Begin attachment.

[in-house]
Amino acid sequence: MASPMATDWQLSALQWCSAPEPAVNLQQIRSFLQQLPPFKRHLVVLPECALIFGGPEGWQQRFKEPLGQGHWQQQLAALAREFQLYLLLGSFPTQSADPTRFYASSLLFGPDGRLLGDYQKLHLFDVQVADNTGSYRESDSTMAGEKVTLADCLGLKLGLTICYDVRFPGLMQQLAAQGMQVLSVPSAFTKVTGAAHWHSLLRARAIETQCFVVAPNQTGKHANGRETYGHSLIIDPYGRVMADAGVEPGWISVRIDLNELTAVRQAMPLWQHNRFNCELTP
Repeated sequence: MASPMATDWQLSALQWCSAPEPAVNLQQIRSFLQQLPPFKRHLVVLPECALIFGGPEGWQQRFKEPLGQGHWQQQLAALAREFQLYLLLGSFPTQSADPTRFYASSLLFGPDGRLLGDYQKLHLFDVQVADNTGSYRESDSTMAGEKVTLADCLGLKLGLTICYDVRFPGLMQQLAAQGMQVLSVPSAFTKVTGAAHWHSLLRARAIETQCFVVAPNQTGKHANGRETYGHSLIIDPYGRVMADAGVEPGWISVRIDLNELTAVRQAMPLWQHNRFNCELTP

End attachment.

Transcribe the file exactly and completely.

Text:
[in-house]
Amino acid sequence: MASPMATDWQLSALQWCSAPEPAVNLQQIRSFLQQLPPFKRHLVVLPECALIFGGPEGWQQRFKEPLGQGHWQQQLAALAREFQLYLLLGSFPTQSADPTRFYASSLLFGPDGRLLGDYQKLHLFDVQVADNTGSYRESDSTMAGEKVTLADCLGLKLGLTICYDVRFPGLMQQLAAQGMQVLSVPSAFTKVTGAAHWHSLLRARAIETQCFVVAPNQTGKHANGRETYGHSLIIDPYGRVMADAGVEPGWISVRIDLNELTAVRQAMPLWQHNRFNCELTP
Repeated sequence: MASPMATDWQLSALQWCSAPEPAVNLQQIRSFLQQLPPFKRHLVVLPECALIFGGPEGWQQRFKEPLGQGHWQQQLAALAREFQLYLLLGSFPTQSADPTRFYASSLLFGPDGRLLGDYQKLHLFDVQVADNTGSYRESDSTMAGEKVTLADCLGLKLGLTICYDVRFPGLMQQLAAQGMQVLSVPSAFTKVTGAAHWHSLLRARAIETQCFVVAPNQTGKHANGRETYGHSLIIDPYGRVMADAGVEPGWISVRIDLNELTAVRQAMPLWQHNRFNCELTP